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How to choose 1000‑level English courses

There is a variety of first-year (1000-level) English courses to suit all inclinations and needs, and all sections with a number ending in 0 or 5 can be used to fulfill the University Writing Requirement. Course codes ending with a 1 (for example, ENGL 1041.03 or ENGL 1051.03) are non-writing requirement sections, and do not fulfill the University Writing Requirement.  These non-writing requirement courses are offered in tandem with their writing requirement counterparts, but have a different method of evaluation with less emphasis on essay writing.

ENGL 1005.03, ENGL 1015.03, and ENGL 1025.03 introduce students to the advanced study and analysis of literature.  Students in these courses explore works of poetry, prose, drama, and fiction that illustrate the power of language to surprise, move, persuade, and entertain.  In addition to helping students strengthen their skills as readers, these courses also offer them the opportunity to become a better writer.

ENGL1005.03 Literature: A Global Perspective. This course offers an introduction to global literature. Examining the work of influential writers from around the world, the course will explore some of the pressing social, political and cultural questions of the present day.

ENGL1015.03 Literature: How it Works. This course provides an overview of literary genres and techniques, and an introduction to the analysis of literary forms and language. Readings will represent a variety of authors, genres, national literatures, and time periods, but the principal emphasis is on the relation of literary form to content and on training students in the close analysis and interpretation of literary meaning.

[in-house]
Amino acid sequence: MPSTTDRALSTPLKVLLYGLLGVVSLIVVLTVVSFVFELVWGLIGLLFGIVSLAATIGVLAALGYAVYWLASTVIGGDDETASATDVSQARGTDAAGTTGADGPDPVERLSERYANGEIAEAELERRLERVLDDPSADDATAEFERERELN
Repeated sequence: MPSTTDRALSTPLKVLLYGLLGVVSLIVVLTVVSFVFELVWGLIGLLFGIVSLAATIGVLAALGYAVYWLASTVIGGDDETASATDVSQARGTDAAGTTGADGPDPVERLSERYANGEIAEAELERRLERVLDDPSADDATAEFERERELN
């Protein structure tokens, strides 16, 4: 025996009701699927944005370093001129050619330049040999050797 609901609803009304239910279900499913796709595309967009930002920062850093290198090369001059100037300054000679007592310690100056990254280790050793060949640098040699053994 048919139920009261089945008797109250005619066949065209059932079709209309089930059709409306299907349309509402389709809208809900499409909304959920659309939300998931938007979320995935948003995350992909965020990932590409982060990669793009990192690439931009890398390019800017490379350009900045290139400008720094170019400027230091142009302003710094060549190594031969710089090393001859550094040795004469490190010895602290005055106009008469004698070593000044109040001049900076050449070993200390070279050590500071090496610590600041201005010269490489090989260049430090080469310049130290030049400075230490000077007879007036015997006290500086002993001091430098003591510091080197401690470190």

ENGL1025.03 Literature: Why it Matters. This course considers the value and evaluation of literary works.  It addresses such topics as the pleasures of literary reading, the concept of literature, and the criteria used in judging literature.  The material includes a selection of literary works, both popular and classic, drawn from early and recent periods, and in different genres.

ENGL/CRWR 1030.06 Reading and Writing Stories is a full-credit course offered in one term.  This course has three broad but connected objectives: (a) to introduce students to the advanced study and creation of fiction, poetry, and creative non-fiction; (b) to develop students’ literacy skills so that they will be more critical and responsive readers; and (c) to aid them in refining their skills as imaginative writers.